Honestly, I don’t know why she keeps bringing it back up: it isn’t going to reduce crime, every time she mentions it gun owners get whipped into a frenzy, and there’s substantial opposition to the bill among both the citizenry and the legislature. Fortunately for the pro-gun-rights side, this often ends up poisoning other less-restrictive-but-still-infringing gun control measures so they rarely gain any headway. You’d think after several years of this she’d learn to avoid this particular topic.

Dick Metcalf gets Zumboed

Dick Metcalf, a writer for Guns & Ammo was fired from that magazine today after his “Let’s Talk Limits” (281kB PDF) column advocating (admittedly limited and minor) gun control went over like a lead balloon with the gun-owning community, though his column did elicit praise from the Brady Campaign and its supporters.
Why did gun owners react so harshly to Mr. Metcalf’s column? Miguel at GunFreeZone explains:

Some will say: ?Well shit! That is rather harsh. What about his right to free speech??? Sparky, we are right now in the equivalent of a Cold War between a powerful enemy and our side: and constitutional platitudes are all nice, warm and fuzzy and to be used in-house only. To use one of the oldest and most visible gun magazines to sport and antique and expired train of thought that might be used by the enemy is just sheer stupidity? no, I don?t think Metcalf was a spy or a sell out, just stupid.

Something something “house divided”, anyone?
While there are certainly some changes or improvements that can be made to gun laws that don’t infringe people’s rights ((A state could require dealers conduct both a state and federal background check, states could improve their reporting of prohibited persons to NICS, etc.)) (not to mention the numerous changes that could increase people’s rights), advocating for regulations (even supposedly “common sense” things like requiring training to exercise a right) that restrict people’s rights is a sure-fire way to give ammo and sound bites to the anti-gun side.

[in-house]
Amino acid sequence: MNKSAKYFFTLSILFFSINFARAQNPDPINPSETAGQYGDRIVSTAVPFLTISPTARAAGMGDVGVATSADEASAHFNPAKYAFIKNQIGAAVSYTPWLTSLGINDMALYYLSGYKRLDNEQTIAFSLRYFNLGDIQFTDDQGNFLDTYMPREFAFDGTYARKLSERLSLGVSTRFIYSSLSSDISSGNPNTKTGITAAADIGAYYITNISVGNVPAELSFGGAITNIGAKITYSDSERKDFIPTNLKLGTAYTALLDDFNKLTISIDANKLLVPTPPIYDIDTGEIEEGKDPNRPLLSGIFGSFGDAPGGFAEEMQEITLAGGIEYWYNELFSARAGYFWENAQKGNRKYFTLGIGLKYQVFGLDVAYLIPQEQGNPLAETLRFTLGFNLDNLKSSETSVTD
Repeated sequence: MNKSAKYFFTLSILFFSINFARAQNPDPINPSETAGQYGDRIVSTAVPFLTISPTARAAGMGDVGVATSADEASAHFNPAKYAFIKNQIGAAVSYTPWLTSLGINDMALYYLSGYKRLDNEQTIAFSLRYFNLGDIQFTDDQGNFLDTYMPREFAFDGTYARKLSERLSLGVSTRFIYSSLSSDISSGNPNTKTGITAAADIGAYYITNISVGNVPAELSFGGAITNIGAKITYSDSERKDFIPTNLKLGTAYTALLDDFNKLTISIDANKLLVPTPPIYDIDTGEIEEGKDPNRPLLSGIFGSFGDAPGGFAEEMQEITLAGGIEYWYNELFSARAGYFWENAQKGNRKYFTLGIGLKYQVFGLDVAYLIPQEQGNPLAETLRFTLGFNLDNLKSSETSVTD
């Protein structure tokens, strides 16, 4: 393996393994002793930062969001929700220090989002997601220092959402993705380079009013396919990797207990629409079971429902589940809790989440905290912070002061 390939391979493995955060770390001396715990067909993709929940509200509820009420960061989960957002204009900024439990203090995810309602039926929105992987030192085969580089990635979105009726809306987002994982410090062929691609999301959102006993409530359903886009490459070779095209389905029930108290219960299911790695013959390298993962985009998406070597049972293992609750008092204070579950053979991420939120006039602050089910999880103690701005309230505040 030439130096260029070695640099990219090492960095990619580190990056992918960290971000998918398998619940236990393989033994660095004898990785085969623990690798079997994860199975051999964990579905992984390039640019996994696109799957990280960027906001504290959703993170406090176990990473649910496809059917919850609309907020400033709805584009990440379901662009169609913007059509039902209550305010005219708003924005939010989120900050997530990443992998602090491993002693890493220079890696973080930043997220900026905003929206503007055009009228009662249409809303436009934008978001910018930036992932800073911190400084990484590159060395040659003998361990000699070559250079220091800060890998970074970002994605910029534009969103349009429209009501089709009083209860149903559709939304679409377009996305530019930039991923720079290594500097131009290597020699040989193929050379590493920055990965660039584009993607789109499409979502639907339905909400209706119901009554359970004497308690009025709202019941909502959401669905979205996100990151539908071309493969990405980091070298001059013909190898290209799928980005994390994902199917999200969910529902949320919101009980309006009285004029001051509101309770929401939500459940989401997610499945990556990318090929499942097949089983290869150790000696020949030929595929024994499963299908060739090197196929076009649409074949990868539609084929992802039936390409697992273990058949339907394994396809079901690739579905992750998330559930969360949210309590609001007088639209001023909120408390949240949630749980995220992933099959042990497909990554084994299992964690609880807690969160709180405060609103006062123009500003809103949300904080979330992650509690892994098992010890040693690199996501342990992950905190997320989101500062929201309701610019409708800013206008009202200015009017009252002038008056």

A public figure like a columnist at a major gun magazine should choose their words carefully: the anti-gun folks will never be satisfied — there’s no “Goldilocks gun” that’s “just right”: guns will either be too big, too small, too powerful, too weak, to accurate, too inaccurate, etc. — and they will happily use such statements as an endorsement for any extreme measures they propose. If you give them an inch they will take a mile.
This is not a call for rigid ideological purity (gun owners are large and diverse group after all), but rather a call to be aware of your public statements and to consider how they might be used out of context, particularly if you write for mainstream media like print magazines.
On a more practical note, annoying the people who support you (read: people who buy your magazine, other gun owners, etc.) is a great way to lose business.
Hat tip to The Truth About Guns for the original posting about the subject and their 8MB PDF of the Guns & Ammo column. I tweaked the PDF a bit to make it a bit smaller and the modified, smaller version is here — everyone should feel free to use it as they see fit. Also, thanks to The Bang Switch for reporting on the follow-up from Guns & Ammo.

How to do Rifle Open Carry Right

The New York Times reports on a rifle open carry event in San Antonio, Texas.
As I’ve said before, I’m not so keen on rifle open carry, but this seemed to be pretty reasonable: it was an organized, coordinated event (not just random guys showing up at a coffee shop), they’re using rifle open carry as a means to an end (in Texas, open carry of a long gun is legal but open carry of a handgun is not — they’re looking to change the law regarding handguns), people are well-dressed, polite, and not being idiots.